In 1885 the Macdonald government brought control of the federal franchise back to Ottawa. Adulthood was defined as 21 years and an income qualification was added at this time: $150 annually for rural Canadians; $300 for urban Canadians. At this time $2 a day in factory wages was fairly good for men working a six-day week.[2] Keep in mind that stoppages occurred for many reasons, including weather conditions. To take one example, the relatively well-paid coal miners of Vancouver Island appear to have only worked a 222-day work-year on average, which severely cut into their apparent high wages of $3 a day. In short, while some working men might have made the income target, many others did not. Property-ownership requirements were a further, and longer-standing restriction on working people, the majority of whom rented their homes. Technically the 1885 Electoral Franchise Act made allowances for tenants but this, too, was deceptive. Federally and provincially, what appears to be universal male suffrage was in fact only extended to males who satisfied residence requirements. While this might be an easy bar to reach in rural areas and small towns, it was much more elusive in areas of high labour mobility. Where seasonal labour prevailed, conditions might be worse still. In an environment where winter conditions prohibited work year-round in the forests, on the seas, along canals, and in the fields, the requirement of 12 months residence in the constituency was for many working people the last and highest hurdle.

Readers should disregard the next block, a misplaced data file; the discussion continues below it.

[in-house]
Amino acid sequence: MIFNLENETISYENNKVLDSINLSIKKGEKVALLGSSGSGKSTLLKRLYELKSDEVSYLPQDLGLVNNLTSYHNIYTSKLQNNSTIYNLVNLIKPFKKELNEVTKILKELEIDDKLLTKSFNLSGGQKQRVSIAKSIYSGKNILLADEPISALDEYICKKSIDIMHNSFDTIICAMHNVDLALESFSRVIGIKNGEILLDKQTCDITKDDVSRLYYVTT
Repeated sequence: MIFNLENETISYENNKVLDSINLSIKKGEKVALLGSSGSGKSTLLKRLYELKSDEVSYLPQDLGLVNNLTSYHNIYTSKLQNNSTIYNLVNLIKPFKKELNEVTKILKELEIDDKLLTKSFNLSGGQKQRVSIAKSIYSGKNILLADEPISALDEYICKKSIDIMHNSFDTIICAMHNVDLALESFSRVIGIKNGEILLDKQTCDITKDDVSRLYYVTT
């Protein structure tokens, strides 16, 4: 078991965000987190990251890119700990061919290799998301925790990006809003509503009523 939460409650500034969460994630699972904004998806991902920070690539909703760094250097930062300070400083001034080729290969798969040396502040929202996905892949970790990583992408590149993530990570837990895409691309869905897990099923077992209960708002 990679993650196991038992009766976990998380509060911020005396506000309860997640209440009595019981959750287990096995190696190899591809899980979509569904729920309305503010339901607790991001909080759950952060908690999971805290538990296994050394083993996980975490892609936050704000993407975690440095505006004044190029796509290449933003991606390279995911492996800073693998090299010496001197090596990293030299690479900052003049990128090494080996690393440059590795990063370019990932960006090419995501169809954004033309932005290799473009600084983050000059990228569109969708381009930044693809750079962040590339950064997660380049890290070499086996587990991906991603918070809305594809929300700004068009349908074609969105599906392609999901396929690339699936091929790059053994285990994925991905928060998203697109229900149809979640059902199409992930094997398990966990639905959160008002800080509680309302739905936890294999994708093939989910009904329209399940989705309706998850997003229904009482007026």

Whole classes of men were excluded from the franchise for reasons beyond their control. Legal barriers were erected to prevent Aboriginal men from voting in several provinces, and in British Columbia it was illegal for Chinese men to vote, regardless of their wealth. Macdonald’s Electoral Franchise Act, 1885 took on these limitations and extended them to Aboriginal peoples who had earlier been able to vote. What’s more, Macdonald exploited provisions for a federally-managed voters’ list that would be assembled by party loyalists. This had predictable results. Voter fraud and impersonation, arbitrary and purposeful sabotage of voters’ names on the electoral rolls (which could leave them unqualified to vote), and the buying and selling of votes continued to be part and parcel of Canadian elections well into the 1890s.